Guo D, Li M, Zhang Y, Yang P, Eckenrode S, Hopkins D, Zheng W, Purohit S, Podolsky RH, Muir A, Wang J, Dong Z, Brusko T, Atkinson M, Pozzilli P, Zeidler A, Raffel LJ, Jacob CO, Park Y, Serrano-Rios M, Larrad MT, Zhang Z, Garchon HJ, Bach JF, Rotter JI, She JX, Wang CY. A functional variant of SUMO4, a new I kappa B alpha modifier, is associated with type 1 diabetes. Nat Genet. 2004;36(8):837–41.
Gupta AK, Ross EA, Myers JN, Civen M, Maeda T, Gadhe BM, Kashyap ML. Reverse cholesterol transport is increased in athletes. Clin Res. 1990;38(2):A252–A252.
Hasselberg NE, Haland TF, Saberniak J, Brekke PH, Berge KE, Leren TP, Edvardsen T, Haugaa KH. Lamin A/C cardiomyopathy: young onset, high penetrance, and frequent need for heart transplantation. Eur Heart J. 2018;39(10):853–60.
Hendriks IA, Vertegaal ACO. SUMO in the DNA damage response. Oncotarget. 2015;6(18):15734–5.
Heo KS, Chang E, Le NT, Cushman H, Yeh ETH, Fujiwara K, Abe J. De-SUMOylation enzyme of sentrin/SUMO-specific protease 2 regulates disturbed flow-induced SUMOylation of ERK5 and p53 that leads to endothelial dysfunction and atherosclerosis. Circ Res. 2013;112(6):911-U132.
Heo KS, Cushman HJ, Akaike M, Woo CH, Wang X, Qiu X, Fujiwara K, Abe J. ERK5 activation in macrophages promotes efferocytosis and inhibits atherosclerosis. Circulation. 2014;130(2):180-U184.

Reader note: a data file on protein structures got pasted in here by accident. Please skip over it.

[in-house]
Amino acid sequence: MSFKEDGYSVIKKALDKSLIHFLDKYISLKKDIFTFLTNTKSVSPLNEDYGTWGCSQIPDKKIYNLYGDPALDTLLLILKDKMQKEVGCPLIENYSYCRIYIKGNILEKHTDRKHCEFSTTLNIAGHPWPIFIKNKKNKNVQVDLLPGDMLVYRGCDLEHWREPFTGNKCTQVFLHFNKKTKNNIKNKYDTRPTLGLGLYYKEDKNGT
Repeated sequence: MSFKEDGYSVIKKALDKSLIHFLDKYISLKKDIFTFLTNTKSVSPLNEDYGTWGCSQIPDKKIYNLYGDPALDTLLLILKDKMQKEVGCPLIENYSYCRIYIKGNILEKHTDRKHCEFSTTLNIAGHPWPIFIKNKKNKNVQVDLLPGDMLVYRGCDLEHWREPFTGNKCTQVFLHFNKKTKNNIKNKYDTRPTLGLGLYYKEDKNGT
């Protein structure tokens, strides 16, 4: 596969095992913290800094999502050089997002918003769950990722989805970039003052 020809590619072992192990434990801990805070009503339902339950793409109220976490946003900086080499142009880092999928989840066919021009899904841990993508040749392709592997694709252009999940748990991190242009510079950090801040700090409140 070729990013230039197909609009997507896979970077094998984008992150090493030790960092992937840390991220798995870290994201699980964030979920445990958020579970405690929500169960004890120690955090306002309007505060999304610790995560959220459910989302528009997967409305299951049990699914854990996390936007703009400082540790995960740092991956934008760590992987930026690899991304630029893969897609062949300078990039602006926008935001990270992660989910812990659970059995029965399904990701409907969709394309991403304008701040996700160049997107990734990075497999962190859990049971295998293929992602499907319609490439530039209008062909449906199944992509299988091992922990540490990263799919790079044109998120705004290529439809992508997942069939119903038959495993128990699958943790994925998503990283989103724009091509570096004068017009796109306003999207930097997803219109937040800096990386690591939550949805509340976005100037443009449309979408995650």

Heo KS, Le NT, Cushman HJ, Giancursio CJ, Chang E, Woo CH, Sullivan MA, Taunton J, Yeh ET, Fujiwara K, Abe J. Disturbed flow-activated p90RSK kinase accelerates atherosclerosis by inhibiting SENP2 function. J Clin Invest. 2015;125(3):1299–310.
Heo KS, Lee H, Nigro P, Thomas T, Le NT, Chang E, McClain C, Reinhart-King CA, King MR, Berk BC, Fujiwara K, Woo CH, Abe J. PKCzeta mediates disturbed flow-induced endothelial apoptosis via p53 SUMOylation. J Cell Biol. 2011;193(5):867–84.
Hirohama M, Kumar A, Fukuda I, Matsuoka S, Igarashi Y, Saitoh H, Takagi M, Shin-ya K, Honda K, Kondoh Y, Saito T, Nakao Y, Osada H, Zhang KYJ, Yoshida M, Ito A. Spectomycin B1 as a novel SUMOylation inhibitor that directly binds to SUMO E2. ACS Chem Biol. 2013;8(12):2635–42.
Hochstrasser M. SP-RING for SUMO: new functions bloom for a ubiquitin-like protein. Cell. 2001;107(1):5–8.
Hsieh YL, Tsai YL, Shibu MA, Su CC, Chung LC, Pai PY, Kuo CH, Yeh YL, Viswanadha VP, Huang CY. ZAK induces cardiomyocyte hypertrophy and brain natriuretic peptide expression via p38/JNK signaling and GATA4/c-Jun transcriptional factor activation. Mol Cell Biochem. 2015;405(1–2):1–9.
Hu WJ, Xu TD, Wu P, Pan DF, Chen JH, Chen J, Zhang BC, Zhu H, Li DY. Luteolin improves cardiac dysfunction in heart failure rats by regulating sarcoplasmic reticulum Ca2+-ATPase 2a. Sci Rep. 2017;7:41017.
Huang CY, Kuo CH, Pai PY, Ho TJ, Lin YM, Chen RJ, Tsai FJ, Padma VV, Kuo WW, Huang CY. Inhibition of HSF2 SUMOylation via MEL18 upregulates IGF-IIR and leads to hypertension-induced cardiac hypertrophy. Int J Cardiol. 2018;257:283–90.
Huang JH, Cheng L, Li J, Chen M, Zhou DY, Lu MM, Proweller A, Epstein JA, Parmacek MS. Myocardin regulates expression of contractile genes in smooth muscle cells and is required for closure of the ductus arteriosus in mice. J Clin Invest. 2008;118(2):515–25.
Huang JH, Lu MM, Cheng L, Yuan LJ, Zhu XQ, Stout AL, Chen M, Li J, Parmacek MS. Myocardin is required for cardiomyocyte survival and maintenance of heart function. Proc Natl Acad Sci USA. 2009;106(44):18734–9.